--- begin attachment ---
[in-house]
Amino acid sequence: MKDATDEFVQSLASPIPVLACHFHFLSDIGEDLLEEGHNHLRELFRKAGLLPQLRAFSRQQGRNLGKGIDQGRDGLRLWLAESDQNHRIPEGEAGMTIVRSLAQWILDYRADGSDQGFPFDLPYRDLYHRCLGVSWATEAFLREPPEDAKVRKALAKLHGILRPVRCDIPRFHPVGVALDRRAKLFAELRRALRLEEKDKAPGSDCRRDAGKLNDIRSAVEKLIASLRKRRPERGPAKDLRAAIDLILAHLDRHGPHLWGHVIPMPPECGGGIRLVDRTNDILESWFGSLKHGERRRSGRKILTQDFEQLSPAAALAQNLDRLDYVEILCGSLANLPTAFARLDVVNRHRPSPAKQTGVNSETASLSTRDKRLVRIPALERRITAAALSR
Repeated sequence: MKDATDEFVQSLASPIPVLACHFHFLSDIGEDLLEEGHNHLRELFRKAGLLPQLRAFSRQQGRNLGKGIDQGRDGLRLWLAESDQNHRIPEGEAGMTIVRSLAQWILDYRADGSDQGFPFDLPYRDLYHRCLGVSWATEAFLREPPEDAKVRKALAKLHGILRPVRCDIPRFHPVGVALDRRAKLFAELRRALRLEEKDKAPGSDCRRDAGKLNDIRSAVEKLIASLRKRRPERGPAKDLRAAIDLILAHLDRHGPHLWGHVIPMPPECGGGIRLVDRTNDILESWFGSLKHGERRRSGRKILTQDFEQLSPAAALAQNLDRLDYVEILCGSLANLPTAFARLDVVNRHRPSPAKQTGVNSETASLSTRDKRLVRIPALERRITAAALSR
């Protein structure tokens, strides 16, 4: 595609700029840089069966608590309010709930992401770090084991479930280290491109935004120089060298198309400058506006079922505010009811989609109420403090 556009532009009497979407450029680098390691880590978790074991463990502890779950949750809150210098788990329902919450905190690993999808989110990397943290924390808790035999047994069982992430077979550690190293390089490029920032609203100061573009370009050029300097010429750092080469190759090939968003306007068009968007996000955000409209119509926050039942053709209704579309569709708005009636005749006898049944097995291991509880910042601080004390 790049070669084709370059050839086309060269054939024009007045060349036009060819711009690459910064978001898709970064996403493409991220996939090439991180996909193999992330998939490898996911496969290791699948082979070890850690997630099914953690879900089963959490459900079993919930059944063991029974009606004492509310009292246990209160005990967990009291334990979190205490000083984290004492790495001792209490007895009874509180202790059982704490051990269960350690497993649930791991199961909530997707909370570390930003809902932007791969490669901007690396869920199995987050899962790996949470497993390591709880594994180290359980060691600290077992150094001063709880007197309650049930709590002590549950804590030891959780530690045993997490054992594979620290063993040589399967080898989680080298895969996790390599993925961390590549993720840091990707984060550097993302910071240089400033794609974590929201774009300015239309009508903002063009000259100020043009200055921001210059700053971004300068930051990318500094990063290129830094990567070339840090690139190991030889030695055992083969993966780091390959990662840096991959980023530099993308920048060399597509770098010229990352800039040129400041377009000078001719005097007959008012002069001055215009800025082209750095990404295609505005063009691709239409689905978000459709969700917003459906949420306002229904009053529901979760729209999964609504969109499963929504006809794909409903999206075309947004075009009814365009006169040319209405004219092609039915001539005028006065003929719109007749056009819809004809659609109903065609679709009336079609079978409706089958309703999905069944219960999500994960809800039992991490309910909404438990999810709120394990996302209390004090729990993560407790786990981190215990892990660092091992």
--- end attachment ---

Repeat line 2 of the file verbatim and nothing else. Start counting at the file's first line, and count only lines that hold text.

Amino acid sequence: MKDATDEFVQSLASPIPVLACHFHFLSDIGEDLLEEGHNHLRELFRKAGLLPQLRAFSRQQGRNLGKGIDQGRDGLRLWLAESDQNHRIPEGEAGMTIVRSLAQWILDYRADGSDQGFPFDLPYRDLYHRCLGVSWATEAFLREPPEDAKVRKALAKLHGILRPVRCDIPRFHPVGVALDRRAKLFAELRRALRLEEKDKAPGSDCRRDAGKLNDIRSAVEKLIASLRKRRPERGPAKDLRAAIDLILAHLDRHGPHLWGHVIPMPPECGGGIRLVDRTNDILESWFGSLKHGERRRSGRKILTQDFEQLSPAAALAQNLDRLDYVEILCGSLANLPTAFARLDVVNRHRPSPAKQTGVNSETASLSTRDKRLVRIPALERRITAAALSR